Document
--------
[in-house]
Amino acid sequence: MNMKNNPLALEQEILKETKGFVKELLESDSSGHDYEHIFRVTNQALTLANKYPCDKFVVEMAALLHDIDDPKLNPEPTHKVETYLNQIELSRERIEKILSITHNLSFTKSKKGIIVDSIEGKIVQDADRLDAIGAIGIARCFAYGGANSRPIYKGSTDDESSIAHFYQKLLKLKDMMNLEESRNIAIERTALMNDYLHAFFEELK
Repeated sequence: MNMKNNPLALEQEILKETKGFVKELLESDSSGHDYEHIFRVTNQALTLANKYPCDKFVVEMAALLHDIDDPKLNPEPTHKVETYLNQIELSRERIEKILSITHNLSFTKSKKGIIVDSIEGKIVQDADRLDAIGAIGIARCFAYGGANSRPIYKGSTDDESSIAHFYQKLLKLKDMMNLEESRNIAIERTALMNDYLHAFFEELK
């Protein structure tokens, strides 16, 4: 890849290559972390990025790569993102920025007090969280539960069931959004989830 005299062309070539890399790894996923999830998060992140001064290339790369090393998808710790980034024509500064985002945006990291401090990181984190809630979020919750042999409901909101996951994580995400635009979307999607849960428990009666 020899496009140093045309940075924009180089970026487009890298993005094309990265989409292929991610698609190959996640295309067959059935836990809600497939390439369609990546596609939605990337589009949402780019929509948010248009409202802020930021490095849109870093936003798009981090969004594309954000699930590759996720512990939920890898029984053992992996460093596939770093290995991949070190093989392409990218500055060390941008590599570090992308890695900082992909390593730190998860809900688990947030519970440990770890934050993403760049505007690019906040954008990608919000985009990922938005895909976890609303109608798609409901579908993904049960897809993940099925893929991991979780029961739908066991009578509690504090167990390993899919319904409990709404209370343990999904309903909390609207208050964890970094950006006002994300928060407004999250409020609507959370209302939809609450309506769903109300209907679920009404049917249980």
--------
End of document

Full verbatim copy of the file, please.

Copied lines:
[in-house]
Amino acid sequence: MNMKNNPLALEQEILKETKGFVKELLESDSSGHDYEHIFRVTNQALTLANKYPCDKFVVEMAALLHDIDDPKLNPEPTHKVETYLNQIELSRERIEKILSITHNLSFTKSKKGIIVDSIEGKIVQDADRLDAIGAIGIARCFAYGGANSRPIYKGSTDDESSIAHFYQKLLKLKDMMNLEESRNIAIERTALMNDYLHAFFEELK
Repeated sequence: MNMKNNPLALEQEILKETKGFVKELLESDSSGHDYEHIFRVTNQALTLANKYPCDKFVVEMAALLHDIDDPKLNPEPTHKVETYLNQIELSRERIEKILSITHNLSFTKSKKGIIVDSIEGKIVQDADRLDAIGAIGIARCFAYGGANSRPIYKGSTDDESSIAHFYQKLLKLKDMMNLEESRNIAIERTALMNDYLHAFFEELK
């Protein structure tokens, strides 16, 4: 890849290559972390990025790569993102920025007090969280539960069931959004989830 005299062309070539890399790894996923999830998060992140001064290339790369090393998808710790980034024509500064985002945006990291401090990181984190809630979020919750042999409901909101996951994580995400635009979307999607849960428990009666 020899496009140093045309940075924009180089970026487009890298993005094309990265989409292929991610698609190959996640295309067959059935836990809600497939390439369609990546596609939605990337589009949402780019929509948010248009409202802020930021490095849109870093936003798009981090969004594309954000699930590759996720512990939920890898029984053992992996460093596939770093290995991949070190093989392409990218500055060390941008590599570090992308890695900082992909390593730190998860809900688990947030519970440990770890934050993403760049505007690019906040954008990608919000985009990922938005895909976890609303109608798609409901579908993904049960897809993940099925893929991991979780029961739908066991009578509690504090167990390993899919319904409990709404209370343990999904309903909390609207208050964890970094950006006002994300928060407004999250409020609507959370209302939809609450309506769903109300209907679920009404049917249980």